It seemed very Inception-like, talking about a dream within a dream.  Once I woke up, I was also a little confused about how I remembered a previous dream in another dream, as generally your dreams don’t stay with you when you wake up.

Anyway, that was kinda interesting.  Just a random thought.

Feb 15

Qt UDP Socket – specify source port

Have you ever had to use a QUdpSocket to send data from a specific port?  I had to do this earlier, and I figured out how to do it(although not using Qt-only APIs).

My problem was as follows: I need to be able to receive on a specific port.  The device that I am talking to listens on this port and then responds back on that same port, no matter what my source port is.  So to keep things clean, I figured that it would be best to use just one single socket to send and receive data packets.

The general consensus that I saw after searching Google was that it is not possible to do this.  It is possible, but it doesn’t seem possible using Qt-only APIs.  I knew that it was possible, as I have done this before.  This is the code that I came up with:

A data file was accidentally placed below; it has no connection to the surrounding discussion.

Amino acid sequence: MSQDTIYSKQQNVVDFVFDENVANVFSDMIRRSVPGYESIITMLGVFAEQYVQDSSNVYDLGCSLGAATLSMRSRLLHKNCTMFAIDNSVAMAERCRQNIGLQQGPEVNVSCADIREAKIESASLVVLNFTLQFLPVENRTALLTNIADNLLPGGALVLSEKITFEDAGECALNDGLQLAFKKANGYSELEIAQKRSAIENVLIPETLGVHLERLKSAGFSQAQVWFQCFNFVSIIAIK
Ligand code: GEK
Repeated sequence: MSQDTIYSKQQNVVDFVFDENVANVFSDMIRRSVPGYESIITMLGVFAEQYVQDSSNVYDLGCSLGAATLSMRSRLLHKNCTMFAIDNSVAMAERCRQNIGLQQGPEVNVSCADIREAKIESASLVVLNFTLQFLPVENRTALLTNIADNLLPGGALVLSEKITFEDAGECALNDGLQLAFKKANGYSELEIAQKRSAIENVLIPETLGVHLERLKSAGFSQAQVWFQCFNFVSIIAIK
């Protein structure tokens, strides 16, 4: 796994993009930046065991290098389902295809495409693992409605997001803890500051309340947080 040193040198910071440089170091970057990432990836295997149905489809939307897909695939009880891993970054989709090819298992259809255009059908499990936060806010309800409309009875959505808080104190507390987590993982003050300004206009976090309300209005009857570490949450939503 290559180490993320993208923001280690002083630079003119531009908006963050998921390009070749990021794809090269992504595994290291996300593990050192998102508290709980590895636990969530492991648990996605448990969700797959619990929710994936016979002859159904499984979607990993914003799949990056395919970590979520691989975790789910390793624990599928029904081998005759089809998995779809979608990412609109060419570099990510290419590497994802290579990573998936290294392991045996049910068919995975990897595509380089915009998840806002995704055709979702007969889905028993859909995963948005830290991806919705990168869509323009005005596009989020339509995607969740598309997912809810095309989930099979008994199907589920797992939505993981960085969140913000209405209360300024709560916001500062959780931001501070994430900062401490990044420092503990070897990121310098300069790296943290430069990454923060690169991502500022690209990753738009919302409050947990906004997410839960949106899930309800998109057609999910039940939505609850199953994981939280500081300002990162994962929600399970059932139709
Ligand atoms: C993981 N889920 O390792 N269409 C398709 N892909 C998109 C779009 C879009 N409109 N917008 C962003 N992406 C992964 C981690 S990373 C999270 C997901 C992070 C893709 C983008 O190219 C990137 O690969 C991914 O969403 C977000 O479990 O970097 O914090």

int optval = 1;
    int fd;
    struct sockaddr_in socket_config;

    memset( &socket_config, 0, sizeof( struct sockaddr_in ) );

    fd = socket( AF_INET, SOCK_DGRAM, 0 );
    if( fd < 0 ){
        // error handling goes here
    }

    socket_config.sin_port = htons( port );
    if( bind( fd, (struct sockaddr*)&socket_config, sizeof( struct sockaddr_in ) ) < 0 ){
        // error handling goes here
    }

    if( setsockopt( fd, SOL_SOCKET, SO_REUSEADDR, &optval, sizeof( optval ) ) < 0 ){ // error handling goes here } 

    udp_socket = new QUdpSocket(); 
    udp_socket->setSocketDescriptor( fd );


This allows us to still re-use the proper port, but use the socket in a Qt-like way.